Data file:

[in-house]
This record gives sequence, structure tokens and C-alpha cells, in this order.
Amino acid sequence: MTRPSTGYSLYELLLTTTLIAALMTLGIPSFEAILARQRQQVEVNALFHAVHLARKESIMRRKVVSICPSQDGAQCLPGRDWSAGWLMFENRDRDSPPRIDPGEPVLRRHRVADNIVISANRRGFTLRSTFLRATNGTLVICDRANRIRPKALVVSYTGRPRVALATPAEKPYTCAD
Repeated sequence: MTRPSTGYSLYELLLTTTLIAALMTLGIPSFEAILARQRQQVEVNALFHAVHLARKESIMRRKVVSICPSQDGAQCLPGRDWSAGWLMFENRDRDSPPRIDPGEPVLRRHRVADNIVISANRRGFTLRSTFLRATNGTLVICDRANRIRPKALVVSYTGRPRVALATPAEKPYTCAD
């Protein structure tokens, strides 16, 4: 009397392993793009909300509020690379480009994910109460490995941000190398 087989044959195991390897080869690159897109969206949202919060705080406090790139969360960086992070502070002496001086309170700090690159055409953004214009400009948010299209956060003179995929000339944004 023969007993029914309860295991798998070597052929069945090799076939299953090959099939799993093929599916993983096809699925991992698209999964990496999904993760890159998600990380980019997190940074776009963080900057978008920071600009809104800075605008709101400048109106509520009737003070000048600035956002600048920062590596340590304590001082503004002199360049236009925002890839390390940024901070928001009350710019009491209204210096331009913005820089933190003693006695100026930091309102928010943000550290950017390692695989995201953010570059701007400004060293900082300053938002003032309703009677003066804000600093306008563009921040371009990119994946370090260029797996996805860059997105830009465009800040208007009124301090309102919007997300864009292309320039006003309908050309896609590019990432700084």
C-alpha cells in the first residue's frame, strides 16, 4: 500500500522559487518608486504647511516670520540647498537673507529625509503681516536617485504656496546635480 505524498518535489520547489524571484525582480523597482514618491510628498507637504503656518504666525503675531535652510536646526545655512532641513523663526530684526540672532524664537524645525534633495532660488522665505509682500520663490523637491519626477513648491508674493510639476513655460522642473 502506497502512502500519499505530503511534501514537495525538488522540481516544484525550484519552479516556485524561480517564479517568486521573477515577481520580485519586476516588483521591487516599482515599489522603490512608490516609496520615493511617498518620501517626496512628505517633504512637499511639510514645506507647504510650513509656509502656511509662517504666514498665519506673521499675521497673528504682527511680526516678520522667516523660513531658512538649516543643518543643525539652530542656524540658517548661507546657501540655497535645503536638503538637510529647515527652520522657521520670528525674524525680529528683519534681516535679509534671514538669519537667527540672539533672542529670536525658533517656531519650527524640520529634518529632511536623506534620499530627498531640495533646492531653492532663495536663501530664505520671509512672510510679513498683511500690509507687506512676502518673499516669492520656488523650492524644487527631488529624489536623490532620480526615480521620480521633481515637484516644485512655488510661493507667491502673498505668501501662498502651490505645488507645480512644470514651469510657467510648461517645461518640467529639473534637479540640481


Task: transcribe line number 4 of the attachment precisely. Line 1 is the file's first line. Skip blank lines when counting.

Repeated sequence: MTRPSTGYSLYELLLTTTLIAALMTLGIPSFEAILARQRQQVEVNALFHAVHLARKESIMRRKVVSICPSQDGAQCLPGRDWSAGWLMFENRDRDSPPRIDPGEPVLRRHRVADNIVISANRRGFTLRSTFLRATNGTLVICDRANRIRPKALVVSYTGRPRVALATPAEKPYTCAD